Sermons

Summary: Engage all your senses as you walk with Jesus and His other disciples into the town of Capernaum by the big lake.

Tuesday of the 4th Week in Course 2020

Tal'itha cu'mi

If, with Ignatius of Loyola, we meditate for a while on the Scripture we hear every day proclaimed at Mass, and do so with our well-honed imaginations fully awake, we see so much more than the words first suggest. It is particularly helpful to engage our imaginations if they have been fertilized by the actual experience of visiting the Holy Land. So take this first reading from Second Samuel. In 2005, we made pilgrimage and started in Jordan. Down by the Jordan the thicket is so–well–thick that it’s easy to imagine a whole army or two being lost and unable to form battle lines. Absalom lost a huge army not far from the place where Jesus was baptized, and then he lost his life when general Joab went rogue and pierced his heart while he hung helpless from one of those trees. David’s army won a great victory there, one that restored him to his throne and reunited Israel. But the struggle was internecine, and he was in no way lifted up by winning. It was as if he had lost the war because he lost his son. His army “stole into the city that day as people steal in who are ashamed when they flee in battle.” Imagine yourself one of David’s soldiers, sneaking back home in the deepening dark while the whole town wept and wailed.

Engage, too, all your senses as you walk with Jesus and His other disciples into the town of Capernaum by the big lake. You can’t miss the synagogue president, Jairus, with his splendid robes of office as he approaches the Lord. His words are fraught with emotion, and all of us who have had a deathly sick child can hear them imploring Jesus: “"My little daughter is at the point of death. Come and lay your hands on her, so that she may be made well, and live.”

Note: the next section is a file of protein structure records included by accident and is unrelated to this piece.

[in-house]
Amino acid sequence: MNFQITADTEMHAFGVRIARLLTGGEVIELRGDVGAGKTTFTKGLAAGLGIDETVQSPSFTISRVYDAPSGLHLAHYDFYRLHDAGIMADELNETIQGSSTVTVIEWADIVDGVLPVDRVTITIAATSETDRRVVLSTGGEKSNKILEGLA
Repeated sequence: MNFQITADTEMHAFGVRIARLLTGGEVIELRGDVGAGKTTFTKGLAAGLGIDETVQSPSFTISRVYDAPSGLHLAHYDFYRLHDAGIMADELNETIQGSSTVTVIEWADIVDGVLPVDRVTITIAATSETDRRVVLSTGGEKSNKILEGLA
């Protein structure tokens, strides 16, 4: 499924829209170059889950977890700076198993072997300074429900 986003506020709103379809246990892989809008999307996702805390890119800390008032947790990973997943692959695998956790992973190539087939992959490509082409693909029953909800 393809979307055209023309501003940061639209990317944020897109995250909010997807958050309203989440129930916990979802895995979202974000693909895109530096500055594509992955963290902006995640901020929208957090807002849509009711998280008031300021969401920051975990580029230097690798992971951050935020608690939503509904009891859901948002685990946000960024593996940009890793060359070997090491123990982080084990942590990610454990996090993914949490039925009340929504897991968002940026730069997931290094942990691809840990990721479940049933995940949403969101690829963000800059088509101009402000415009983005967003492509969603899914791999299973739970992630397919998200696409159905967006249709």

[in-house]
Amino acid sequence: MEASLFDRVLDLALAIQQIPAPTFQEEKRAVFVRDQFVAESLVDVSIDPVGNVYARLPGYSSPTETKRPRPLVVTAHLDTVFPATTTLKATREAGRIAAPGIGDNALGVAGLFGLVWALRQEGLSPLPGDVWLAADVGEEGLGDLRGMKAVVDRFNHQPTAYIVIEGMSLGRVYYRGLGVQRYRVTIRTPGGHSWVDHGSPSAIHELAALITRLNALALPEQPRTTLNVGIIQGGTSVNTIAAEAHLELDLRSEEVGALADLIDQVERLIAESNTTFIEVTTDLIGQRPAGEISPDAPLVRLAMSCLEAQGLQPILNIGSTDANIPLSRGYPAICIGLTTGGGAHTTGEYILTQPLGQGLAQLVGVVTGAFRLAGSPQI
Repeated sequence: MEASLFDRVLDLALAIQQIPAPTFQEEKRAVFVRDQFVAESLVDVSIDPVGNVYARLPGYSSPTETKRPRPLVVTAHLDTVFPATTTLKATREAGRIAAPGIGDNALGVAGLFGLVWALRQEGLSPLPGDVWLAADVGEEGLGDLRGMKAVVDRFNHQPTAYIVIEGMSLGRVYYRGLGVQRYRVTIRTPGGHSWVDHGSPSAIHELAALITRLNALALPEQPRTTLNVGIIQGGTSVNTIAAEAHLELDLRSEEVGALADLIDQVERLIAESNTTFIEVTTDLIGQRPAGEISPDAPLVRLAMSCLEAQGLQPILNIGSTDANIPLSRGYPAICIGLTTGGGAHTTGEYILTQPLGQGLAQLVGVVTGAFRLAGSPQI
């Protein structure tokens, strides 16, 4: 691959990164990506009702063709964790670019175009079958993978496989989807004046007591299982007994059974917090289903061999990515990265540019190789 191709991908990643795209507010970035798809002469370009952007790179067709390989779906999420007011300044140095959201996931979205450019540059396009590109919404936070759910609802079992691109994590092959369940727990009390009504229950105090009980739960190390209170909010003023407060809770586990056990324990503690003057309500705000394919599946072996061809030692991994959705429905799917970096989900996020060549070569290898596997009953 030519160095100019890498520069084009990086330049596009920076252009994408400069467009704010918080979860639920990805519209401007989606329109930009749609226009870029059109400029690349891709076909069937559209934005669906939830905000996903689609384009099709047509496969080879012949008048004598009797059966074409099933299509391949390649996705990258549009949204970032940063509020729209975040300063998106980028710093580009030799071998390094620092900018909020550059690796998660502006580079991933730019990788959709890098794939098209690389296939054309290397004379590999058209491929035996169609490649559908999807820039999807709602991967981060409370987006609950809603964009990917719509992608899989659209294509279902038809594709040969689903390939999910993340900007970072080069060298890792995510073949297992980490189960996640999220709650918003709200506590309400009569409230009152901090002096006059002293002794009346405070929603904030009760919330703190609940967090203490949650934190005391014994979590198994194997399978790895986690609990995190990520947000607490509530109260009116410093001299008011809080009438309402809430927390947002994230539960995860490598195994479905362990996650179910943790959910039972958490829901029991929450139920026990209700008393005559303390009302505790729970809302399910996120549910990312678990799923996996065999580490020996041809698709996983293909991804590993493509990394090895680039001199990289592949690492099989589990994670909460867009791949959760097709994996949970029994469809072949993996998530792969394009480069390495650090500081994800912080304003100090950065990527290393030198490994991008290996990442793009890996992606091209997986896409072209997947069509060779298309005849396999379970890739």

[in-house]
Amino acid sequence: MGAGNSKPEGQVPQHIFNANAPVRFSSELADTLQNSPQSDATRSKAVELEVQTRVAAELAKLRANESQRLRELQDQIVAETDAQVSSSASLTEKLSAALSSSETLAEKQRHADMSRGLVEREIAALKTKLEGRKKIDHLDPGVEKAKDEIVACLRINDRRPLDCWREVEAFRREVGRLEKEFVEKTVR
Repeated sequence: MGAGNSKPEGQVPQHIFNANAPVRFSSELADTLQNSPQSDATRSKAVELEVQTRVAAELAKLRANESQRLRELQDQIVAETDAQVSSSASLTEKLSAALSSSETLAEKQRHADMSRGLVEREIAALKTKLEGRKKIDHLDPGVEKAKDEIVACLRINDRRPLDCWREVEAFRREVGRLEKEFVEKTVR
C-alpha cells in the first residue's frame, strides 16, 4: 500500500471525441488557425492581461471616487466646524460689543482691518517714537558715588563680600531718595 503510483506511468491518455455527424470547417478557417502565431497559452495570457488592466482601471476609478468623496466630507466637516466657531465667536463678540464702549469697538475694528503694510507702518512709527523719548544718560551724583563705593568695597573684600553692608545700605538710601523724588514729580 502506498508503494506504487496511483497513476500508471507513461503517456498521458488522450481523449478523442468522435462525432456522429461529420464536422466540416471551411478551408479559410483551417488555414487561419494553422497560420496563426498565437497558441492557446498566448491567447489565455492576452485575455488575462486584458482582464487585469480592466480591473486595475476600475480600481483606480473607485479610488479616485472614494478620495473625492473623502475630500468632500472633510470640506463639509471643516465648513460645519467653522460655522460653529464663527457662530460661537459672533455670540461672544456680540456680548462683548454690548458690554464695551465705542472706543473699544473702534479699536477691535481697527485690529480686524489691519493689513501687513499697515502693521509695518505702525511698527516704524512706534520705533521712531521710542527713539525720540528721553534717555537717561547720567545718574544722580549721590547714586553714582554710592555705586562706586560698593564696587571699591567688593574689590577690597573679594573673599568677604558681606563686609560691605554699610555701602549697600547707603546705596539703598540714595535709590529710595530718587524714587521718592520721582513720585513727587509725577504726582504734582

The Master’s reputation was well established by this point. Many had witnessed His healing power, and we know that some of those He had forgiven and healed were in the huge throng that hemmed Him in on every side. Now imagine being a woman who had been made unclean, and anemic, by almost continuous menses for almost forty-four hundred days. She tries to be unnoticed by Jesus, approaches Him from the rear and merely touches His robe. Instantly, what the primitive medicine of the time was unable to heal had been healed by the power flowing from the Son of God. She felt like she had felt at the age of ten–clean and vigorous.

Now the humor of the situation comes forth. Jesus immediately knew His divine power had been drawn down by the faith of the woman. And believe me, He turned and saw her and loved her, as He loved all whom He touched. He knew who had benefited from His divine love, but He asks, “who touched my garments?” He did so not because He didn’t know, but because He wanted the woman to testify about her experience, to strengthen the faith of the others, especially the Apostles. The woman comes forth “in fear and trembling”–the emotions of those who experience the presence of God–and does testify. “Go in peace,” the Master says, but then is interrupted by little men who insensitively tell the synagogue leader, “your daughter is dead. Why trouble the Teacher any further?” But Jesus tells all of them what He tells each of us every day, “Do not fear, only believe.” Would that we could take that advice more seriously.

For the rest, I turn to a poem written by my mentor and high school English teacher, Martin McMurtrey, reflecting on the three that Jesus raised from death:

“Lazarus came from winding sheets

As if reluctantly and only after loud call.

The son of the widow of Naim must have been dazed

By the mob keening to a lonely mother and an empty bier,

But the daughter of Jairus–did she ever know

Or did she think afterlife but a moment

Interruption of a child’s dream

When He took her gently by

The hand to waken her,

And then commanded

Food be brought?”

Those that Jesus raised from death would eventually die once more, but after Christ’s rising from death, and the belief and baptism of us His followers, death is swallowed up in victory, and we can all proclaim our belief in the resurrection from the dead, and the life of the world to come. Blessed be God in His angels and in His saints. Amen.

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